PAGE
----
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The looming drought shows the perils of short-term thinking

We are now reaping the consequences of our politicians’ failure to act until things get desperate says Philip Johnston - for the Telegraph - 26 July 2022.

We are heading for a drought, the worst since 1976. The past few months have been the driest since that glorious summer was blighted by a lack of rainfall, empty reservoirs and dried up rivers. It got so bad that the mains supply was cut off to thousands of homes, with residents forced to queue at stand pumps with buckets and containers for their water.

Since 2010, prolonged dry spells have twice forced water companies to limit non-essential domestic and commercial water use, or apply for special permits to extract extra water from the environment. But this year looks worse. Only two months since last August have seen higher than average rainfall. It is the longest dry spell since 1976, which ended spectacularly just days after Denis Howell, the Birmingham MP, was made minister for drought. He was urged by a desperate James Callaghan, the prime minister, to perform a rain dance in public, something he sensibly declined to do. He was later named minister for floods.

We have never been especially bothered about managing water in this country because so much of it drops on us from the sky, or at least we think it does. However, rainfall levels in London and the Home Counties are among Europe’s lowest. In some years, the annual total in East Anglia is below that of Jerusalem or South Sudan.

Two factors have made water management a much more pressing concern. The first is climate change, with the possibility of more warm, dry springs and summers. The second is the huge growth in population, especially in the South East where the supply shortages are most acute and rainfall is scarcest.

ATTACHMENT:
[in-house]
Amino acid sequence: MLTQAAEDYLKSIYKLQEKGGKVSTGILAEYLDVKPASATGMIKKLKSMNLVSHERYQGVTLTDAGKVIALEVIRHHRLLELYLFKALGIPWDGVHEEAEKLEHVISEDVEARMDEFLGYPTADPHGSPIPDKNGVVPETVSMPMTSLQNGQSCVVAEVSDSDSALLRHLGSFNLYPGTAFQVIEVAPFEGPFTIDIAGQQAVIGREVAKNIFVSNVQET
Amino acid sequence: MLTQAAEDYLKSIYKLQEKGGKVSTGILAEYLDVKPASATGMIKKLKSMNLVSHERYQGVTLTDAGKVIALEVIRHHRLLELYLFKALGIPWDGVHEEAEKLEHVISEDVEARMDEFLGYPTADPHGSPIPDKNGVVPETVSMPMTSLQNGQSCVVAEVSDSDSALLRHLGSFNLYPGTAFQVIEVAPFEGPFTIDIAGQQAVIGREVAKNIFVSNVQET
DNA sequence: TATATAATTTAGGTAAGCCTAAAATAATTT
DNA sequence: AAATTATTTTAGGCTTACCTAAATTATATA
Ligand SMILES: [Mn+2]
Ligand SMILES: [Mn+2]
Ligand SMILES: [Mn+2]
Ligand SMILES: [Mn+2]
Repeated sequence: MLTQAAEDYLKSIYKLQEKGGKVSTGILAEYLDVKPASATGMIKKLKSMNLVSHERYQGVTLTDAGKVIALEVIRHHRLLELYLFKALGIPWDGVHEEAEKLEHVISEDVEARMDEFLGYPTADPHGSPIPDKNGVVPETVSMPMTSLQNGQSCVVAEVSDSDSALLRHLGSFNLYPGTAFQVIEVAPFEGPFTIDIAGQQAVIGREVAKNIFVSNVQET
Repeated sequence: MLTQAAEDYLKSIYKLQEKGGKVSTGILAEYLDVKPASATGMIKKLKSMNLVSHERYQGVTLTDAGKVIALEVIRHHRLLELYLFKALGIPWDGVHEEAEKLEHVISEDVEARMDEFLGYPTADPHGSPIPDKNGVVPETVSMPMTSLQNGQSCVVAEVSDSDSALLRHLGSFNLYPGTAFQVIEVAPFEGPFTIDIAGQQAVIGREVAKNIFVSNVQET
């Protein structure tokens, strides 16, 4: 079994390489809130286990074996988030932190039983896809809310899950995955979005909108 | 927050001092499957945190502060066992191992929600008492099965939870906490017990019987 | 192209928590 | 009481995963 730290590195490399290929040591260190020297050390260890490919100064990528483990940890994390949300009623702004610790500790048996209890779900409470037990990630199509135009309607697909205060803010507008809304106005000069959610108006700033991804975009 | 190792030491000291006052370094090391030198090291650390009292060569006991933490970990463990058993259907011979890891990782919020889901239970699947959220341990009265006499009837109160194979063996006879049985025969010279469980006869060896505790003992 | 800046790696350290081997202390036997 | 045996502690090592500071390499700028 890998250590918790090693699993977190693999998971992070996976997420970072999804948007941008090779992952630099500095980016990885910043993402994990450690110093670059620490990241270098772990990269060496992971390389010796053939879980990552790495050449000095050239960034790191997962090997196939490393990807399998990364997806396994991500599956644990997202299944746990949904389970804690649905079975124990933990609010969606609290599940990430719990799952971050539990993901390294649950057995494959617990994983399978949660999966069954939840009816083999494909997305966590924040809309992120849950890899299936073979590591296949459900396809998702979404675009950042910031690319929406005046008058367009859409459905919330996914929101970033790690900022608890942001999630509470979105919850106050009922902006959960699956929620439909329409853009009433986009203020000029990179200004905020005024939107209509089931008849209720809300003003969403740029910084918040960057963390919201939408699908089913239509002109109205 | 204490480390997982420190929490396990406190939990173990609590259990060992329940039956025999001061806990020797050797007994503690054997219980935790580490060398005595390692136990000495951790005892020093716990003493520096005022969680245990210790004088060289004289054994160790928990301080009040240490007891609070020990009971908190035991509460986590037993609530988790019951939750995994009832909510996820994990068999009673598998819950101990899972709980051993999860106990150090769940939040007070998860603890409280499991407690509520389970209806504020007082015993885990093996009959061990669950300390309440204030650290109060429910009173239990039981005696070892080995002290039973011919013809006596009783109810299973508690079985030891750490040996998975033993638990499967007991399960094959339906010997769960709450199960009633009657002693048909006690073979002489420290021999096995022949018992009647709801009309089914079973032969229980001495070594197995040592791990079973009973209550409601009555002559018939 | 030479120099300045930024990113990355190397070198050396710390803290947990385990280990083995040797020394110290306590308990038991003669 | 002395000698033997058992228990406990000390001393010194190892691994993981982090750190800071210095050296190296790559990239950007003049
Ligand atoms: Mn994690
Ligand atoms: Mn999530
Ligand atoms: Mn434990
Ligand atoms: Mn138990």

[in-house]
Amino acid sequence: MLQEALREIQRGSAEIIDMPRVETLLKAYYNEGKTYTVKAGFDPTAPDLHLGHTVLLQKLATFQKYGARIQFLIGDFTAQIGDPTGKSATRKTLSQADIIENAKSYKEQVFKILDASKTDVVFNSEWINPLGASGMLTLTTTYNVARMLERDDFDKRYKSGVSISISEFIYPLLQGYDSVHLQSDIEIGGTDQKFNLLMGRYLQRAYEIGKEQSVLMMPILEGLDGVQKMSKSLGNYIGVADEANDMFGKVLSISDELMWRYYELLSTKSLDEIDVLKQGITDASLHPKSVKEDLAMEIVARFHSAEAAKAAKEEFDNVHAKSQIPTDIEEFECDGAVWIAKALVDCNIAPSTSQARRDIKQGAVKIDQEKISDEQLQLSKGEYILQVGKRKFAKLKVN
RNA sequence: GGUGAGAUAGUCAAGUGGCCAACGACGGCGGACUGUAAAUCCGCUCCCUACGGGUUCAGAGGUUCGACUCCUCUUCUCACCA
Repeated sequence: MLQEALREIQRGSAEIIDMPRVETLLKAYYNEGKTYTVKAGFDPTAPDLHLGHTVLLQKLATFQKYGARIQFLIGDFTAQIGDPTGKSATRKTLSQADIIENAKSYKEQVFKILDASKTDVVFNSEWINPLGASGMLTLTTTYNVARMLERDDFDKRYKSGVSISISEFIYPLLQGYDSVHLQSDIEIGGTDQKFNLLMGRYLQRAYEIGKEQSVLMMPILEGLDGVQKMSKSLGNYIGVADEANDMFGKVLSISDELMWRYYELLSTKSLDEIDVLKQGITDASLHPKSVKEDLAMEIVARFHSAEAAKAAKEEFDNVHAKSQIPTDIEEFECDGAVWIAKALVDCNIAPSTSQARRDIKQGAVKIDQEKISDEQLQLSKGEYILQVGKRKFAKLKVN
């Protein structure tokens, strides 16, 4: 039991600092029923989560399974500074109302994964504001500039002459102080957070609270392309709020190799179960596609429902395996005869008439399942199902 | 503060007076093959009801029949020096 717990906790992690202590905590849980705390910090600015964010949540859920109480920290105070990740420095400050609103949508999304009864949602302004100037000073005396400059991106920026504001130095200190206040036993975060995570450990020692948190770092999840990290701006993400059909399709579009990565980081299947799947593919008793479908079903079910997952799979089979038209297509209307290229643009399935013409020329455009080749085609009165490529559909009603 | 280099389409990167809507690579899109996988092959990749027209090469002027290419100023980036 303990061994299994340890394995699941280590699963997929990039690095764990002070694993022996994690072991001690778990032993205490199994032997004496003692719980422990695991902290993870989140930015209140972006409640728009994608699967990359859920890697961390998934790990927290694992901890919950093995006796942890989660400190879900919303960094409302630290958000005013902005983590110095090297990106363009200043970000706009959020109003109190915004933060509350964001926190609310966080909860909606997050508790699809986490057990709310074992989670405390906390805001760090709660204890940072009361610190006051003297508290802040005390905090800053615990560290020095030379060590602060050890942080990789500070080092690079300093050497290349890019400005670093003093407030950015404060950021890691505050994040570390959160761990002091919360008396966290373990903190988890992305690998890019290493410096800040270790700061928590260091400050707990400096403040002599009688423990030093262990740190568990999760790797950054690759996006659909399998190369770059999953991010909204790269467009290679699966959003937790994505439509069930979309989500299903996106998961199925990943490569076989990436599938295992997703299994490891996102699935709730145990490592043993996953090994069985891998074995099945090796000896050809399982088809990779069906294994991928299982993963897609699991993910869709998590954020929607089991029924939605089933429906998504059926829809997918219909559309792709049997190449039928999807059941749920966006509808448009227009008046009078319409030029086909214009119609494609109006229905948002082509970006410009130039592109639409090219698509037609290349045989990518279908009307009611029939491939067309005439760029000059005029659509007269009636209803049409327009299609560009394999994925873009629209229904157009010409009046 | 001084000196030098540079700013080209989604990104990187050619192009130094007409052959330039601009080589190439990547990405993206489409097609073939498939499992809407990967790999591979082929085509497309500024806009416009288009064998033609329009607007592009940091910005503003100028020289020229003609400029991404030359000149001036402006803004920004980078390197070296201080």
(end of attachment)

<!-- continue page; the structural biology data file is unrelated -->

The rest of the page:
The recent census estimated the population of the UK at around 67  million people, with a quarter of them in London and the South East. Yet our water infrastructure was designed for a much smaller population and no one thought to plan ahead for the explosion we have seen in recent decades.

In 1976, the population was 56 million and the system could not cope, so it will find it hard to do so now unless we get a lot of rain over the next few months. The National Drought Group met yesterday to devise a strategy for dealing with a prolonged dry spell but emergency measures tend to provide short-term mitigations rather than long-term resilience.

A huge new reservoir is needed in the South East but plans for one near Abingdon in Oxfordshire have been around for almost 30 years without even a single hole being dug. Digging will start in 2025 but it will not be completed until 2037. More desalination plants are needed near London – it has just the one – and better schemes to reuse and share supplies and improve water management are all essential.

However, we are notoriously bad at long-term planning. All governments would rather deal with now, not tomorrow, or look no further than the next election. The Tory leadership debate brought this out on Monday as Rishi Sunak complained that Liz Truss’s tax plans were a “short-term sugar rush of unfunded cuts” to be paid for by future generations.

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The looming drought shows the perils of short-term thinking - by Philip Johnston - for th
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